Businessmen’s view of the budget

Big businesses see the federal budget as pro-business, is it pro-people too?

Businessmen’s view of the budget


he federal budget presented on June 10 was not a tough one as was feared even though the situation demanded collection of more taxes and strict action against tax evaders.

Although fingers are routinely pointed at those who pay no taxes at all, tax evasion even by the documented taxpayers is also very high. Many businesses import goods citing lower prices to steal 40-80 percent of the due duty. Many manufacturers under-report their production and save huge amounts of sales tax and income tax. The governments look the other way, meanwhile, to retain the “investors’ confidence”.

After almost every budget, some businessmen hail the efforts of the government in the media but grumble in private, especially if the taxes have been raised. They usually have no issue with higher import duties on luxury items. They continue to use luxury cars and luxury goods even at higher prices because a majority of them generate more money by passing on the impact of taxes imposed on them to the end consumers.

The federal government has raised the corporate tax rate and slapped a 10 percent higher tax on banks but we hear no complaints, though the banks have raised this issue in private meetings. The corporate sector is not happy with the additional tax imposed on them. Their contention is that they are already paying high taxes. They ignore the point that their incomes are increasing substantially every year.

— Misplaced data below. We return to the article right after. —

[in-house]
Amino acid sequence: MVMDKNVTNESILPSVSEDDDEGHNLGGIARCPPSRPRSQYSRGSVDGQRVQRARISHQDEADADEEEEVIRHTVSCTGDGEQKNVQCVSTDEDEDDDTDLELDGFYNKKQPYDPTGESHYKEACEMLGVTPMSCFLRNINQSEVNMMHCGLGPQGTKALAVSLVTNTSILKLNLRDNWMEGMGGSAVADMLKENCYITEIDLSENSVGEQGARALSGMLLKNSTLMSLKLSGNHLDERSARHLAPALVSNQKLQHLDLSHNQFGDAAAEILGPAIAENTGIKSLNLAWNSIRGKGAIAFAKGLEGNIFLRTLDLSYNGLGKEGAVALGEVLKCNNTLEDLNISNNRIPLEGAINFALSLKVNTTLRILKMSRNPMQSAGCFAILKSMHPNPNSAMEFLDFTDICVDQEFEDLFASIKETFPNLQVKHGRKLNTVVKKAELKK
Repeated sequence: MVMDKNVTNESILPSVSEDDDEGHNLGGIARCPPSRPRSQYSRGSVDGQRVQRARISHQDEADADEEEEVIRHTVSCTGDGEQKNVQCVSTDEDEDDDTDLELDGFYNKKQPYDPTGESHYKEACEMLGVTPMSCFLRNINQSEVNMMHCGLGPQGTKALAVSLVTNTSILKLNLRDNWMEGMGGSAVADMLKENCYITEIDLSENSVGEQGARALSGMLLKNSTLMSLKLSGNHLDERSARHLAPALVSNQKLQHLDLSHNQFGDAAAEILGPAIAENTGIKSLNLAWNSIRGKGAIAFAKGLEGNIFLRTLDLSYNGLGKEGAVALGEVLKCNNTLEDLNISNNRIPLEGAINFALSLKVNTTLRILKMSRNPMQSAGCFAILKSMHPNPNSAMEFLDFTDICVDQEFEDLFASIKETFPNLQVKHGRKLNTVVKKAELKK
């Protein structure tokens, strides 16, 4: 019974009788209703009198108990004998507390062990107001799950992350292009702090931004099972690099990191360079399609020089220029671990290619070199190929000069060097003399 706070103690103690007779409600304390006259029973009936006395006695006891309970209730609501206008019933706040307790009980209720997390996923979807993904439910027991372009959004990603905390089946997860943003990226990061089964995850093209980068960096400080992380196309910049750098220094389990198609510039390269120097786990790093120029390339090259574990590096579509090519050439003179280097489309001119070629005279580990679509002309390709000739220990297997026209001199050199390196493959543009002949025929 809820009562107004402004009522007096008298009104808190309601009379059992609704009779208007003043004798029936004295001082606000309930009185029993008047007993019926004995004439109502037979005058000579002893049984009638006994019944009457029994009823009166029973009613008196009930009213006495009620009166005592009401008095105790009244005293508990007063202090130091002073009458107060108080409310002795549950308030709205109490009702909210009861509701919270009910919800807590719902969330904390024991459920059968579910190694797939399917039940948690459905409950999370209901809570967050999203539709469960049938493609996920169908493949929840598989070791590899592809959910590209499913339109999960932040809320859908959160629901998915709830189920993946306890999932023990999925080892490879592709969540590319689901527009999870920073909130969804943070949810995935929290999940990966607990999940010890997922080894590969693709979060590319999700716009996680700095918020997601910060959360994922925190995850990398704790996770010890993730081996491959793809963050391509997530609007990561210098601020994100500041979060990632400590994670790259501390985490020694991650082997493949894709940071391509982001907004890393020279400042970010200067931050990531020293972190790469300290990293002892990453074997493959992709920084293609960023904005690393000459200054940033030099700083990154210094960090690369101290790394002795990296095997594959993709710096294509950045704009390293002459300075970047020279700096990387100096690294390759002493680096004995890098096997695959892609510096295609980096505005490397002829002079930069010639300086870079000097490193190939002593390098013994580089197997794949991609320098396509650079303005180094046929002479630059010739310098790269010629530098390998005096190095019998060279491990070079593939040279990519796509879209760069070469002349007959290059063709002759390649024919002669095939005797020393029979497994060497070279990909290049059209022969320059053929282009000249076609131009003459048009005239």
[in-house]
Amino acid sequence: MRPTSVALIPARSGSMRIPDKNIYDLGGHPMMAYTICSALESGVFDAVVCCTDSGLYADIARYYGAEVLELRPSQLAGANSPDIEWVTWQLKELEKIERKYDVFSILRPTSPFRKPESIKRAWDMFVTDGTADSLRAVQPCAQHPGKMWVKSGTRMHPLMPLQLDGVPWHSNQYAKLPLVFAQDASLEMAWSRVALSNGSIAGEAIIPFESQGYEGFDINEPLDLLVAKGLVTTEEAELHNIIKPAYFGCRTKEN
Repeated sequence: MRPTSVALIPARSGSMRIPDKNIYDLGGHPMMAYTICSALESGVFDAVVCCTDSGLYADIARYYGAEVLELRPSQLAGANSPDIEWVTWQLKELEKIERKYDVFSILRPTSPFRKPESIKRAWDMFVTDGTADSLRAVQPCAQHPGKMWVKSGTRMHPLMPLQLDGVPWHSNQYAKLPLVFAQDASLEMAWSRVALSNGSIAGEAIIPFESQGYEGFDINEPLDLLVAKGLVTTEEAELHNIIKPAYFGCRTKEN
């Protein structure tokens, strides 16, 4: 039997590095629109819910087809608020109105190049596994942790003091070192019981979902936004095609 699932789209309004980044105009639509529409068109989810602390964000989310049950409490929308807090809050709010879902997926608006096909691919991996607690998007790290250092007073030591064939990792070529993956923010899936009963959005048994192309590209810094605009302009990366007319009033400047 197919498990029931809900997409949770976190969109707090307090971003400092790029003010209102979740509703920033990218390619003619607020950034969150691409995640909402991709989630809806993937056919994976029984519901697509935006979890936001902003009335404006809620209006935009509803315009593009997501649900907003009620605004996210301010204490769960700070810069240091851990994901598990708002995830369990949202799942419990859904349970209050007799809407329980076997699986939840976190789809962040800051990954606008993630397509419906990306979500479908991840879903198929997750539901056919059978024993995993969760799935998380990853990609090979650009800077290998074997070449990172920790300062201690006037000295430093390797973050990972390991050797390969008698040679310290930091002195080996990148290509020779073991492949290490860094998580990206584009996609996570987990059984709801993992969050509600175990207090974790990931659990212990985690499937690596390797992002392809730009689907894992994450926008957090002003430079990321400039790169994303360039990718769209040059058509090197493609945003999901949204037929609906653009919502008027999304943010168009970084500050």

The businesses have praised the government’s decisions regarding payment of Rs 40.5 billion refund claims and sales tax returns to traders and industrialists. This is a huge amount and the release of these funds will improve their liquidity. The abolition of customs duty on agricultural machinery has also been appreciated by trade and industry.

It is unlikely that the entire benefit of duty withdrawal will be passed on to the farmers. The sales tax exemption for solar panels has also been welcomed by all.

The introduction of the Alternate Dispute Resolution system will allow the businesses to settle their disputes with the Federal Board of Revenue. The committee will consist of a member each from the FBR and the party in litigation. The two will choose a third member. The majority decision will be binding. Businessmen have welcomed the mechanism for resolution of tax disputes.

Soon after the presentation of the budget most traders and trade associations welcomed the introduction of a Rs 3,000 to Rs 10,000 fixed tax regime for small retailers. They said this will not help expand the tax base and increase the revenue.

A marble industry representative said a fixed tax was also levied on the marble industry and related to their electricity bills. It was withdrawn by the previous government. He demanded the re-introduction of a fixed tax system for the marble industry. He said that the government had made a good decision in allowing the adjustment of taxes at the import stage. He said the government should now take measures to reduce petroleum products consumption.